Long Island Home Prices Rise as Listings Dwindle
A dwindling supply of homes drove up Long Island home prices last month, a new report shows.
In Nassau County, the median home price was $470,000 in December, up 8 percent compared with a year earlier, the Multiple Listing Service of Long Island reported Wednesday.
In Suffolk County, homes sold for a median price of $336,000, a year-over-year increase of 3.4 percent.
Across the Island, 10,420 homes were listed for sale last month, 23 percent fewer than in December 2015. The last time supply was so low was in December 2002. By contrast, in December 2007 — at the start of the 2007-2009 recession — there were more than 26,000 homes on the market.
Demand is strong as millennials — those up to about age 35 — move out of New York City and house-hunt on Long Island, brokers said.
“They enjoyed that lifestyle but now they’re looking for something they can get equity in,” said Judy Hart, owner of Rockville Centre-based Century 21 Sherlock Homes. In Rockville Centre, she said, “they have an easy commute into the city plus they have the village. You don’t have to go far to get to a restaurant or to have a sense of community.”
More budget-minded buyers are looking in Suffolk County, said Anna Tambasco, owner of Advantage + Realty in Copiague.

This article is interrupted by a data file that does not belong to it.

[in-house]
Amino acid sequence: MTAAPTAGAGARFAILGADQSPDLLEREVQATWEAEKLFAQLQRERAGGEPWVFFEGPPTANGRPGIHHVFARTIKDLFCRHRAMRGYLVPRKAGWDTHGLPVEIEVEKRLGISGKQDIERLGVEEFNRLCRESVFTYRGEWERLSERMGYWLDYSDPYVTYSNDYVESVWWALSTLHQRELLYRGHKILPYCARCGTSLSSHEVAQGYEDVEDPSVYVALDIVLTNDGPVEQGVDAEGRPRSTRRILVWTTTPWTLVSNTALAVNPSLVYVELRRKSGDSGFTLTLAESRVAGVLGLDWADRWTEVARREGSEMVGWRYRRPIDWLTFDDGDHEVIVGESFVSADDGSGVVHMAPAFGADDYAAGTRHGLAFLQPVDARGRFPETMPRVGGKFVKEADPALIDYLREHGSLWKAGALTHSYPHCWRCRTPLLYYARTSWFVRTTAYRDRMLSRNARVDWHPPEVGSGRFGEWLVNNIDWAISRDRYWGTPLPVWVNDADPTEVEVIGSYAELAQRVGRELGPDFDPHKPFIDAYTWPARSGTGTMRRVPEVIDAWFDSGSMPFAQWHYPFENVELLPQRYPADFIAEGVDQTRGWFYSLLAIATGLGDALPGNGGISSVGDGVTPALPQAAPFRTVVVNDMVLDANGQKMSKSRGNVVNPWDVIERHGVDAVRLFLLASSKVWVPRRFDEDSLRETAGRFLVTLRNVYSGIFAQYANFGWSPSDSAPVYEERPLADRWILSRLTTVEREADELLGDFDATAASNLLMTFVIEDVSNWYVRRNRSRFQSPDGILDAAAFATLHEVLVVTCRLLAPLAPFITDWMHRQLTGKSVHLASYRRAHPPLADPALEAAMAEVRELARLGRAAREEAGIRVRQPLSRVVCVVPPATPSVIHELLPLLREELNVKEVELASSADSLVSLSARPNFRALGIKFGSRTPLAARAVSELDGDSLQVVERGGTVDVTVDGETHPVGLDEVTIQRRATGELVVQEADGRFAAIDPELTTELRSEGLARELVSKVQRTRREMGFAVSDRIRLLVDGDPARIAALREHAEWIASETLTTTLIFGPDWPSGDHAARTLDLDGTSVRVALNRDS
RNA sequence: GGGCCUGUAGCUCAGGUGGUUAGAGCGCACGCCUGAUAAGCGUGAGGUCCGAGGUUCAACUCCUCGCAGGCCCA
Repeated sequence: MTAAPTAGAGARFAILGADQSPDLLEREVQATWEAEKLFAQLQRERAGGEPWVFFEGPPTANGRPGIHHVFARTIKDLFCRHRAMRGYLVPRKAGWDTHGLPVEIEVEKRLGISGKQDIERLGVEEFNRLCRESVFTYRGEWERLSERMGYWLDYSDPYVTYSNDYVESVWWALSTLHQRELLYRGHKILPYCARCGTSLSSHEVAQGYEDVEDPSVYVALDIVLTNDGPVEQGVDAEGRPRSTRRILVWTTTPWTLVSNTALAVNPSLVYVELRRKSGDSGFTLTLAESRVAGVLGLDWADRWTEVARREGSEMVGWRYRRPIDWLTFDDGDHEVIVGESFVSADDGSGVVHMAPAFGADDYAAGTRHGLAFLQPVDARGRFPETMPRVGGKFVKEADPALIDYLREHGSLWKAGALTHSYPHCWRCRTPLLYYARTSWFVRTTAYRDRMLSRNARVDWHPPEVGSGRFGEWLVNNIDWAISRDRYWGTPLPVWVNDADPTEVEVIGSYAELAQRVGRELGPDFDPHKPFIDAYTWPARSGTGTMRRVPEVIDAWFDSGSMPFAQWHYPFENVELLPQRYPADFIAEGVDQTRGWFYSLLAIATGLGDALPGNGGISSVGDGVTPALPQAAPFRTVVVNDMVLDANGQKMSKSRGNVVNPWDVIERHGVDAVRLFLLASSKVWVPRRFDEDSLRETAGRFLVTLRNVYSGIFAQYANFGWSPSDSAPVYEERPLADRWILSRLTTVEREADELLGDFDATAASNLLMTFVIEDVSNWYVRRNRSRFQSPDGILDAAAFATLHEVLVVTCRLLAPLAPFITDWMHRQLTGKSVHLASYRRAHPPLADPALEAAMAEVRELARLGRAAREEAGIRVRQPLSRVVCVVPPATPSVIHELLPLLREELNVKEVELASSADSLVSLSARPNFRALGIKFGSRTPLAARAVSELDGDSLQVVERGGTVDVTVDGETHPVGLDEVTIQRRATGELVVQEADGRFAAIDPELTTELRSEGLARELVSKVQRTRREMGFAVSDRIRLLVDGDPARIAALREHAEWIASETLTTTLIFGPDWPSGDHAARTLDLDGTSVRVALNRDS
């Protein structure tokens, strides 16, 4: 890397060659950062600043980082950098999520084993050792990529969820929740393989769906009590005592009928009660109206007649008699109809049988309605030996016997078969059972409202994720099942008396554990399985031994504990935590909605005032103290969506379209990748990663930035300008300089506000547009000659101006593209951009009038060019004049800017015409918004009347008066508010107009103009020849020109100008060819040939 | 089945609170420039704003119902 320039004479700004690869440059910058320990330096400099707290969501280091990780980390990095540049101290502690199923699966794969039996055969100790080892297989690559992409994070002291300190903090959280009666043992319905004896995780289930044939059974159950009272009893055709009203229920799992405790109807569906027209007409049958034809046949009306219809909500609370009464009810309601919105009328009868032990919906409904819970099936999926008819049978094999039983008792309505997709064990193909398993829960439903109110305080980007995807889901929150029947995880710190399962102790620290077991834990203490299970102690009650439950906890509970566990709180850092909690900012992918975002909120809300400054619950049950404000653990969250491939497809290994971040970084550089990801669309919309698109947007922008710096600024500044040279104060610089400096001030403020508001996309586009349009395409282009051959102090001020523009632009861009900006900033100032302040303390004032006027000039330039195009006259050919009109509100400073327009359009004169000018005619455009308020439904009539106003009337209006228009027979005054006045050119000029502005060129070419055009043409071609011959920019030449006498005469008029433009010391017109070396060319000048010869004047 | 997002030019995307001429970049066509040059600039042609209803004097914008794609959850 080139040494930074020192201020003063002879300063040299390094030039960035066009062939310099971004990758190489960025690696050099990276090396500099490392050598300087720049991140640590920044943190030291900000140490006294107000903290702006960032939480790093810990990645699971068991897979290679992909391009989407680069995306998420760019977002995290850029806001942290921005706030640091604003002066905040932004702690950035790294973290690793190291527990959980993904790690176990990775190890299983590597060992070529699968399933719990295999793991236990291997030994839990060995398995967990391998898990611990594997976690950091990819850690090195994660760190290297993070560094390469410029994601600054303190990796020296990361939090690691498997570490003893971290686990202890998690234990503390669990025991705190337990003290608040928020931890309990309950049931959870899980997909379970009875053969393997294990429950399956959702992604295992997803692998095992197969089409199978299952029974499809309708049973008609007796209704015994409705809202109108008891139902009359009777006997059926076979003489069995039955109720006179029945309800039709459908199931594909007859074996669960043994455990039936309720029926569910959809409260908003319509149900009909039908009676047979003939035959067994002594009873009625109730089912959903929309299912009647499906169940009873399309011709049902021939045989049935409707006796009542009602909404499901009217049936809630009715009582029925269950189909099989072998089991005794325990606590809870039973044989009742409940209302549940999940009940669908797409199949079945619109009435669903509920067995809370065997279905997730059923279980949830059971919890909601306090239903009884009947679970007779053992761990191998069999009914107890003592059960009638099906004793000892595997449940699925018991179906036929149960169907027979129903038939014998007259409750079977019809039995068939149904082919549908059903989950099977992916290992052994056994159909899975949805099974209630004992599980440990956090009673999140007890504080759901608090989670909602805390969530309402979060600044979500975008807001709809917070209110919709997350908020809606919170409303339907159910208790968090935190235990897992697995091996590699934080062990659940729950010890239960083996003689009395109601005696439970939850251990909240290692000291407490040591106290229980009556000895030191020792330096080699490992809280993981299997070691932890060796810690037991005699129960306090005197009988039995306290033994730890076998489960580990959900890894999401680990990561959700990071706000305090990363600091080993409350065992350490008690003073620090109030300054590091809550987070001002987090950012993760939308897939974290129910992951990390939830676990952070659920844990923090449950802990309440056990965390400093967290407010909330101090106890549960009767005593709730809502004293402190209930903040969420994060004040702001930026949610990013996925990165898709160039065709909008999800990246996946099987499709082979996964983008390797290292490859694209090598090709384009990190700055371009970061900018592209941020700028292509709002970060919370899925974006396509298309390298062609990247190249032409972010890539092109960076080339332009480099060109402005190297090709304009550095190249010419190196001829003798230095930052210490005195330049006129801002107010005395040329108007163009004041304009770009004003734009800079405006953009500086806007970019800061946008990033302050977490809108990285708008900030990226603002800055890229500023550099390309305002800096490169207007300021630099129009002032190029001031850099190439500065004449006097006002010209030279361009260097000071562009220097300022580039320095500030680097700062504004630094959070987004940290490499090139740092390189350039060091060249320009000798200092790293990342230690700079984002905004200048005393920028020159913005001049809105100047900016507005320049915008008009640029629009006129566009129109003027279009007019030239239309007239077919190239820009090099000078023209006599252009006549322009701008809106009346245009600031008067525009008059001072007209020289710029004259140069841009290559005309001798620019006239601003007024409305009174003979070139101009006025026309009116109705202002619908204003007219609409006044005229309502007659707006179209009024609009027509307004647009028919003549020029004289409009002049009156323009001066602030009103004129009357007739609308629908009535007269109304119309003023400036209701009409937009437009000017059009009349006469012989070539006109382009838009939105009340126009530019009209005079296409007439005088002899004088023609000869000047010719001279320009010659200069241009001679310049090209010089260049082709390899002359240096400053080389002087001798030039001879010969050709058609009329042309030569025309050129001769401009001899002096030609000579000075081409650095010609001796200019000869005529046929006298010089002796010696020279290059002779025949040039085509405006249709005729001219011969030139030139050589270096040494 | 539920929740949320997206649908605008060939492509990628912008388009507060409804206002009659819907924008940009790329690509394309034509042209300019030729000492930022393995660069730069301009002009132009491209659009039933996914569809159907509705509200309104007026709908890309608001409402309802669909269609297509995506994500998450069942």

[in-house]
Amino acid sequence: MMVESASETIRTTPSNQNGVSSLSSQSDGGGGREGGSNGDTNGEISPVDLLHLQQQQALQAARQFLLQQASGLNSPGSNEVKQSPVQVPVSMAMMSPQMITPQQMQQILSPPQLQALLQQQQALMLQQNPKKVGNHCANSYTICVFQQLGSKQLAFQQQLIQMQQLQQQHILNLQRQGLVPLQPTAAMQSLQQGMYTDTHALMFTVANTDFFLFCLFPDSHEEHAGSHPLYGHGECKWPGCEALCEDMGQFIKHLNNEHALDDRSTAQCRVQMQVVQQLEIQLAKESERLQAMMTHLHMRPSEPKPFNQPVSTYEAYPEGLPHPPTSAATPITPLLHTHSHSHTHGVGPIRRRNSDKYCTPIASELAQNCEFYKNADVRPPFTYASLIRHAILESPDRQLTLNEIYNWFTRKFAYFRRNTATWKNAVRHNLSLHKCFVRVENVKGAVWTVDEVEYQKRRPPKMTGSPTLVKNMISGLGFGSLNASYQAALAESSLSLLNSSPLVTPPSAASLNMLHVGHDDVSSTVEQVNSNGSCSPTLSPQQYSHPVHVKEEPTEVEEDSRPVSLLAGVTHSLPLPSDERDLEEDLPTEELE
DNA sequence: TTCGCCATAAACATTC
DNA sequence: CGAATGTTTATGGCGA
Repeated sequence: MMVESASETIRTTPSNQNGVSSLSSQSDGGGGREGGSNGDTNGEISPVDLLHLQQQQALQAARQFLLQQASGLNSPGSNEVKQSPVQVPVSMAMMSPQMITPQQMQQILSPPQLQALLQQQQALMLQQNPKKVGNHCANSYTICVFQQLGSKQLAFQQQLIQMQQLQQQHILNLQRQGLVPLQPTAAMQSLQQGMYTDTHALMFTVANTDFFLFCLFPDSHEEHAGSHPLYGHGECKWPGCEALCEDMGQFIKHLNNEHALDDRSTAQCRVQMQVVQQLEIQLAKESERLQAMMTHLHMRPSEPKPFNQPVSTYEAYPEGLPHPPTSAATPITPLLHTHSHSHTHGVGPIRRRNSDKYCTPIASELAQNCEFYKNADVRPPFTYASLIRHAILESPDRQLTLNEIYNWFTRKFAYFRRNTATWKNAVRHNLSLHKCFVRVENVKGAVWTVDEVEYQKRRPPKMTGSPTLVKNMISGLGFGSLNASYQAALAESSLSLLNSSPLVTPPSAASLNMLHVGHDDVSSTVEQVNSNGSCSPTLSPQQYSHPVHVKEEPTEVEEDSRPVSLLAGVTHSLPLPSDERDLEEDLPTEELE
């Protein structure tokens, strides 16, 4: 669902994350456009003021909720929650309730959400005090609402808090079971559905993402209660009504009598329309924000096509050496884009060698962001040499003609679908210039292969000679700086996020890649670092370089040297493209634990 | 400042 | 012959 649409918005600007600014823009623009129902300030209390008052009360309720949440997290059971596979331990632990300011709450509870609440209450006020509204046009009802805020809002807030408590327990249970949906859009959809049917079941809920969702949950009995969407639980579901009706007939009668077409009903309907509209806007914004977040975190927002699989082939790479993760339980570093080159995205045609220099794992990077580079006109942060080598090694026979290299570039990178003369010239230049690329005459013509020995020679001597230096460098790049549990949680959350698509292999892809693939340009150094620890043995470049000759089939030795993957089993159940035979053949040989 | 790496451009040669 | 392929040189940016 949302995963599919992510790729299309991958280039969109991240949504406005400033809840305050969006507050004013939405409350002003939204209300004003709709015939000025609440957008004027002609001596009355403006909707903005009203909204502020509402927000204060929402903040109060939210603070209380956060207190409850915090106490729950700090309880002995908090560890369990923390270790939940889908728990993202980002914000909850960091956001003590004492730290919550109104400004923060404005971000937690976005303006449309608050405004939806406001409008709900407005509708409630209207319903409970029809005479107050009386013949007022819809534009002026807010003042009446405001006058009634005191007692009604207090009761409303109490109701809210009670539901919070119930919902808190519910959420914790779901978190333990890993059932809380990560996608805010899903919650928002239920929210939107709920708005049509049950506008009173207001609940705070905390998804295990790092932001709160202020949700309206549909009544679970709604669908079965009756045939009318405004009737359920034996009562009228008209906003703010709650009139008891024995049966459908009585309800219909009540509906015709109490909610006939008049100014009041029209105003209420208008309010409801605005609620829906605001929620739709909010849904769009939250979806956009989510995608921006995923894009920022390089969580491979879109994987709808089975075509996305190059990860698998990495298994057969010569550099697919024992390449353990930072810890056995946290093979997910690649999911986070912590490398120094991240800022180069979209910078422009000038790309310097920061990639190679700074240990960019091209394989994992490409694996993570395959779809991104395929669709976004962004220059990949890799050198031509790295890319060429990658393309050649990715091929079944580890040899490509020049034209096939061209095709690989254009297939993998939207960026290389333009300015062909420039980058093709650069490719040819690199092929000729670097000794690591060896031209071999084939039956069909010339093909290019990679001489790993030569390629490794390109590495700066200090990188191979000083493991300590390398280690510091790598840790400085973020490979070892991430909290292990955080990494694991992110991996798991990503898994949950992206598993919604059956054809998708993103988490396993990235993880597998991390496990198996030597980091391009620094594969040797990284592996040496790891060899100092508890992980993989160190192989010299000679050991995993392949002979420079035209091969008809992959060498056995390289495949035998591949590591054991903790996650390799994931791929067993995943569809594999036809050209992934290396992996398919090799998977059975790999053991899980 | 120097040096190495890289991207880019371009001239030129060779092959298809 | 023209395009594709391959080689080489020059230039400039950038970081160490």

“In Suffolk County you can get two teachers buying with no money down,” Tambasco said. “Nassau County is still up there in price . . . That will be their step up.”
In both counties, the supply of homes is frustratingly low, brokers said.
At the current pace of sales, it would take 3.7 months to sell all the homes listed for sale in Nassau. In Suffolk, it would take 4.6 months. A sellers’ market has less than a six- to eight-month supply of homes, according to brokers.
The number of closed transactions fell year-over-year last month by 2.4 percent in Nassau and rose by 3.7 percent in Suffolk.
Homeowners who bought at the peak of the market — in mid-2007, prices spiked to a median $502,500 in Nassau and $420,000 in Suffolk — still don’t have enough equity to move on to another home, said Deborah Galligan, owner of Marylou Swan Realty in East Patchogue.
On Long Island, 4.7 percent of homeowners with mortgages owed more than their homes were worth in the July-through-September period, the most recent report from national data company CoreLogic shows.
“People say, ‘I’m going to wait a little longer for things to go up,’ ” Galligan said. “Maybe when they retire in two years things will be better.”
The scarcity of listings also is due to homeowners’ reluctance to list their houses over the holidays, brokers said.
Traditionally, “everyone waits for the tulips,” Galligan said. “We’ve been calling people to see if we can push them along . . . They’ll have less competition.”
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